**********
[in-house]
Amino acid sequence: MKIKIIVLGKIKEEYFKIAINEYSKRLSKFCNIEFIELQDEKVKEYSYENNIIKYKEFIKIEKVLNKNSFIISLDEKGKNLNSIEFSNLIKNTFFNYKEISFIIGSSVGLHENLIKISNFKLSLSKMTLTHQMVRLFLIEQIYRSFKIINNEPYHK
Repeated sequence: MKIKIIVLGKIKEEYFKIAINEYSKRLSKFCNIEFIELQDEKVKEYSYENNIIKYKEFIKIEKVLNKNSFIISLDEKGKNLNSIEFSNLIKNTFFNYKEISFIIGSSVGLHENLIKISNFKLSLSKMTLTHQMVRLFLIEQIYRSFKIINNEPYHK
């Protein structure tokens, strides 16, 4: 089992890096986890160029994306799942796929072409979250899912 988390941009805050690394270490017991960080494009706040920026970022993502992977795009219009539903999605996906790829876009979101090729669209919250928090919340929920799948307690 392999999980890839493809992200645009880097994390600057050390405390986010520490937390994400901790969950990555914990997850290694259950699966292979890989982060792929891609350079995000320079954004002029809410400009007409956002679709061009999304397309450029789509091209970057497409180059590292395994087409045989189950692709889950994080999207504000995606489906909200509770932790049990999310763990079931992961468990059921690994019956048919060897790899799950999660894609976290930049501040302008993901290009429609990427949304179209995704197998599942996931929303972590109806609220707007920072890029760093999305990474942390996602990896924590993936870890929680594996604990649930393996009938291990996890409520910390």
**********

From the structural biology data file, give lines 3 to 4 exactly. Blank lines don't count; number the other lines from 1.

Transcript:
Repeated sequence: MKIKIIVLGKIKEEYFKIAINEYSKRLSKFCNIEFIELQDEKVKEYSYENNIIKYKEFIKIEKVLNKNSFIISLDEKGKNLNSIEFSNLIKNTFFNYKEISFIIGSSVGLHENLIKISNFKLSLSKMTLTHQMVRLFLIEQIYRSFKIINNEPYHK
């Protein structure tokens, strides 16, 4: 089992890096986890160029994306799942796929072409979250899912 988390941009805050690394270490017991960080494009706040920026970022993502992977795009219009539903999605996906790829876009979101090729669209919250928090919340929920799948307690 392999999980890839493809992200645009880097994390600057050390405390986010520490937390994400901790969950990555914990997850290694259950699966292979890989982060792929891609350079995000320079954004002029809410400009007409956002679709061009999304397309450029789509091209970057497409180059590292395994087409045989189950692709889950994080999207504000995606489906909200509770932790049990999310763990079931992961468990059921690994019956048919060897790899799950999660894609976290930049501040302008993901290009429609990427949304179209995704197998599942996931929303972590109806609220707007920072890029760093999305990474942390996602990896924590993936870890929680594996604990649930393996009938291990996890409520910390």